Best time to move plants indoors for their ‘winter siesta’

Best time to move plants indoors for their ‘winter siesta’


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Low light, hard frosts and freezing temperatures are on the horizon as winter approaches, all of which are less than ideal conditions for certain plants to thrive. Even a single frosty night is too much for some tender plants, so it is best to move those grown in pots indoors before the harsh weather arrives. While the exact date to move plants inside depends on where in the UK you live, experts have shared a rough guide to help you protect homegrown flowers and foliage from the climate.

When to move garden plants inside

If you live in a temperature climate zone with cold winters, plants should be brought inside ahead of the first frosts.

According to Daniel Carruthers of Cultivar Greenhouses, this tends to be in early November.

However, the recent dip in temperatures means the frost could arrive “any time from now onwards”.

The Royal Horticultural Society (RHS) recommended keeping an eye on local weather conditions to determine exactly when to move plants into the warmth of your home.

It said: “This could be when temperatures drop below 12-15C, possibly from September onwards.

“In the milder parts of southern England it may be well into November before some plants must relocate to warmer or frost-free conditions.”

Based on these guidelines, there are a few types of plants which should be moved inside right now.

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Tropical plants

Unsurprisingly, plants that originate in warmer climates such as those from Africa or the Mediterranean region also need to move indoors before the frosts arrive.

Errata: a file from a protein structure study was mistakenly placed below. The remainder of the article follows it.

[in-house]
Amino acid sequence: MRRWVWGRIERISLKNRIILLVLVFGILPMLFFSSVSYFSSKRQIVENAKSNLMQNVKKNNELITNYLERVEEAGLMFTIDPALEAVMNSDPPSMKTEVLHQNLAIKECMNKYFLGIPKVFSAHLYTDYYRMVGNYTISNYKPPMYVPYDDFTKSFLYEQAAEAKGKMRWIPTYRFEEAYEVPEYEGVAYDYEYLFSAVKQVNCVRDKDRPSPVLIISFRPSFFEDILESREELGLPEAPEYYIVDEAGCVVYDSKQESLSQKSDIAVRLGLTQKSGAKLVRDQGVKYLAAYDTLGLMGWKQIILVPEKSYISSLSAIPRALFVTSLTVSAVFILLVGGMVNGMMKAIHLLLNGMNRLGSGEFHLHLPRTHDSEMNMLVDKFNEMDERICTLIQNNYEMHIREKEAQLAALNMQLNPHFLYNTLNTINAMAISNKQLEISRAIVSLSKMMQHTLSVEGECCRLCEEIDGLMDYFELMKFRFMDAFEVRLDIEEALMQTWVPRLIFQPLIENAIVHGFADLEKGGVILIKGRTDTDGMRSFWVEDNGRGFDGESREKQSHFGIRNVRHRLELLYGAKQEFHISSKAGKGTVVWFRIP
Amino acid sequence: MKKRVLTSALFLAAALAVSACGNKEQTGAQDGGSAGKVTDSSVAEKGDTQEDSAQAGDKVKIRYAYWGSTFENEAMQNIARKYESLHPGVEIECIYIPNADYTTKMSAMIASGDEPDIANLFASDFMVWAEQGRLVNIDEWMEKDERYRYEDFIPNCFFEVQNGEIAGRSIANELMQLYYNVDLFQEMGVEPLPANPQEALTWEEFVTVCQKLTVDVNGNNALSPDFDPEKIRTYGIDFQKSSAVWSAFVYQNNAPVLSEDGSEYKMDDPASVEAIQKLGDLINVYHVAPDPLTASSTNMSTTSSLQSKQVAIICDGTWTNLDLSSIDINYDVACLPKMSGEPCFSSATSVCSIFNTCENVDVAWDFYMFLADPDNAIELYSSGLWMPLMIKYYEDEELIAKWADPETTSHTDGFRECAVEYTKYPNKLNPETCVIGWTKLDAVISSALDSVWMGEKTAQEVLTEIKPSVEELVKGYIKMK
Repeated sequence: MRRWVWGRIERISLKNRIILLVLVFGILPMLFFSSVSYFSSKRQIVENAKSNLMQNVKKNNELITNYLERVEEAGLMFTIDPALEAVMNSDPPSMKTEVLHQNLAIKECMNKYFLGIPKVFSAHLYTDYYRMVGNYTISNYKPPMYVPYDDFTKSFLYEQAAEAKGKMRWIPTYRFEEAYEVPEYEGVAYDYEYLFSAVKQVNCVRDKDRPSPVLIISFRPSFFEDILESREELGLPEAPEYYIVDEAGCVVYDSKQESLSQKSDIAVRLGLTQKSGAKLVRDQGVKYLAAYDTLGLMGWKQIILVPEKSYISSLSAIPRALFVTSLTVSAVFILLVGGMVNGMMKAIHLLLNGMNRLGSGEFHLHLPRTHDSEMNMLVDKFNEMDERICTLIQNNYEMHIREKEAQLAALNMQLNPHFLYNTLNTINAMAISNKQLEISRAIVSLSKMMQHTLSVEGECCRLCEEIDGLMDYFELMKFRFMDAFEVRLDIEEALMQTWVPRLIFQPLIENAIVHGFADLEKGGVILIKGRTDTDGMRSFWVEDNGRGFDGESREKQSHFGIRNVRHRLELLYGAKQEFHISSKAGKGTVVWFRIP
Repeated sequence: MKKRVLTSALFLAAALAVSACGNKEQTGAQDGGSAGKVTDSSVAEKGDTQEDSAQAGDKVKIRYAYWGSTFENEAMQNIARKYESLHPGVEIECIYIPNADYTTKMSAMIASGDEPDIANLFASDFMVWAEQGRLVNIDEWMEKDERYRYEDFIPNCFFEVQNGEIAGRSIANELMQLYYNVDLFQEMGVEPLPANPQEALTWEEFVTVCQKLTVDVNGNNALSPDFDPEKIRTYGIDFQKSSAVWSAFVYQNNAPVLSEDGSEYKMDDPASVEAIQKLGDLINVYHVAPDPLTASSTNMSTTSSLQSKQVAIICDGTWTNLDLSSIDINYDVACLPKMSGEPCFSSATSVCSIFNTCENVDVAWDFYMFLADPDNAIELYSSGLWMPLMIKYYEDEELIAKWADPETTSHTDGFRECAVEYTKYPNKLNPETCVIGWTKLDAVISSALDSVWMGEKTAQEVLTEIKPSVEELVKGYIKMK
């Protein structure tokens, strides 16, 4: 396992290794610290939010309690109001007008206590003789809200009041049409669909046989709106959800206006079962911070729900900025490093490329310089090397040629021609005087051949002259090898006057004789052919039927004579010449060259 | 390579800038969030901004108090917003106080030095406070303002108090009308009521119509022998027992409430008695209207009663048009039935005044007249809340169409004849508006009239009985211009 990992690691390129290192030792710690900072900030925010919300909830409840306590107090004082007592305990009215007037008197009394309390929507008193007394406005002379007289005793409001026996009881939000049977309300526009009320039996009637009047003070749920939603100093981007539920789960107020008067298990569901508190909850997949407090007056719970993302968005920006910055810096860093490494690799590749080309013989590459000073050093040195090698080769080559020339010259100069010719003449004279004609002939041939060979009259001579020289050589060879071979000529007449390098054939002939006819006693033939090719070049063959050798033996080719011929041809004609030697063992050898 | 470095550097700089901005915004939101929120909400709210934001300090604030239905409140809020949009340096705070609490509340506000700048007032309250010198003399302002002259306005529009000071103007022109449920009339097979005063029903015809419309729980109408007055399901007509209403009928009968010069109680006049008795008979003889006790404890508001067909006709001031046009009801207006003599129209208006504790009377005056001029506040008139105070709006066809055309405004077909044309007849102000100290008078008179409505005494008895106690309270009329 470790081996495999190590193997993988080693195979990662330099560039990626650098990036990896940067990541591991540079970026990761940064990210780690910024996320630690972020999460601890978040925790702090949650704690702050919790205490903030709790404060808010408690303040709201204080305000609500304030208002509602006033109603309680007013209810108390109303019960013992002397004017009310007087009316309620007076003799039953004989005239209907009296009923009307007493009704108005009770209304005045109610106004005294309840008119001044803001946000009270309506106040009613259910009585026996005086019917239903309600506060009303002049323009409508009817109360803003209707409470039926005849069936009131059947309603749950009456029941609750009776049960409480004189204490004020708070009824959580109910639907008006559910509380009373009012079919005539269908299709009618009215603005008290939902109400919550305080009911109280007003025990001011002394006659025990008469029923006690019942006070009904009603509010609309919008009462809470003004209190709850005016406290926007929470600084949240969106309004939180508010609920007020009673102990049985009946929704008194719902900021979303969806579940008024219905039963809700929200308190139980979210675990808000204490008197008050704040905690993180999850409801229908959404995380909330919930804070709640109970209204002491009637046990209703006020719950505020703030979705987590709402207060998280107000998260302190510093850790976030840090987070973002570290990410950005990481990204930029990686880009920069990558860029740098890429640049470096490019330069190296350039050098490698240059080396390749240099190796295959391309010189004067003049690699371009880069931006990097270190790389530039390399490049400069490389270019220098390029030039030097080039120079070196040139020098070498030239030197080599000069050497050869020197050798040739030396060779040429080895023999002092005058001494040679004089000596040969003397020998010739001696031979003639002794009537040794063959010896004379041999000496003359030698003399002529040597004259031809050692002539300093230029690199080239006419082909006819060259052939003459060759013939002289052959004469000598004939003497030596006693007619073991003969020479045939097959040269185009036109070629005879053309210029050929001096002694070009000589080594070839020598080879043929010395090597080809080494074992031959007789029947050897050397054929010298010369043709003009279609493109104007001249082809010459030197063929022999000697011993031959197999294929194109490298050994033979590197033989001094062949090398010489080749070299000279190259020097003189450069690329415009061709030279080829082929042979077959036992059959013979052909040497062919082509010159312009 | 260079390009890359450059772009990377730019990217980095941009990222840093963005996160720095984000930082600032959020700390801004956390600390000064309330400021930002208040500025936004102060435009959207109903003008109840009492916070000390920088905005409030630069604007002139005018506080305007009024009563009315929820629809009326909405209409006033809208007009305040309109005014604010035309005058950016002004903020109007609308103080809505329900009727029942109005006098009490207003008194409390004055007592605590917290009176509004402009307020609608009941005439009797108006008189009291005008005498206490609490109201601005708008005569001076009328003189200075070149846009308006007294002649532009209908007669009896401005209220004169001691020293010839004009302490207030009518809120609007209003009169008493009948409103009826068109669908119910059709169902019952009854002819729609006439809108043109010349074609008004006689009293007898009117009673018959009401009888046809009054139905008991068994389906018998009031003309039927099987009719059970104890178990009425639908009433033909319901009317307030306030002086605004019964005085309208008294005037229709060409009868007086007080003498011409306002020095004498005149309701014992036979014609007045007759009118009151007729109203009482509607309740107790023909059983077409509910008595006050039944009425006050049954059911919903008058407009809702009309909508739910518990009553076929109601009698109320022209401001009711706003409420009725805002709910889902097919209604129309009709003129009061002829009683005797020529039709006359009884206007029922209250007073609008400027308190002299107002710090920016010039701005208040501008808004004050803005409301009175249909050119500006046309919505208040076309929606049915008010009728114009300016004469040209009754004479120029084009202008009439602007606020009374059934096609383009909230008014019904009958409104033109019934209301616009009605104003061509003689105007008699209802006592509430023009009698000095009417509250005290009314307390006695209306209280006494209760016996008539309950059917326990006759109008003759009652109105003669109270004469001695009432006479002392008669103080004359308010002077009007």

These include potted citrus trees, agapanthus, laurel, olive, oleander, Chinese hibiscus, solanum, Brugmansia, Sago palm and rosemary.

According to experts at The Joy of Plants, a light spot either indoors or in a greenhouse with a temperature between 5-10C is best.

They said: “There’s no need to feed them but give them a sip of water from time to time so that they don’t dry out.

“Tropical plants can even be placed in a warm spot during their winter siesta – besides your sofa is perfect -just ensure that the soil remains damp.”


Most houseplants are kept indoors all year round though some benefit from being moved outdoors during the summer months.

While the extra boost of sunlight is ideal to encourage new growth, the cooler temperatures could do more harm than good if your plants are left outdoors for much longer.

Tropical plants such as monstera and pothos can’t tolerate temperatures below 15C and should be the first species to be returned to their growing spot in your home.

However, fan palms, which are generally hardy and frost-tolerant can survive in a cooler climate and can be left until the first frosts arrive.

How to safely relocate ground-grown garden plants

Not all tender plants are grown in pots, so some will need to be lifted from the ground to overwinter indoors.

To safely remove the plants from their planting site and into a pot, the RHS recommended using a sharp border spade or fork to prise the plants out of the soil.

This helps to minimise disturbance to the roots and will keep the plant intact.

Shake as much soil from the plant as possible and trim the stems.

Fill a clean pot with fresh compost and move the plant into its new container.

The RHS added: “Container-grown plants can be stored in their pots after a light trim and the removal of any dead and diseased leaves.”

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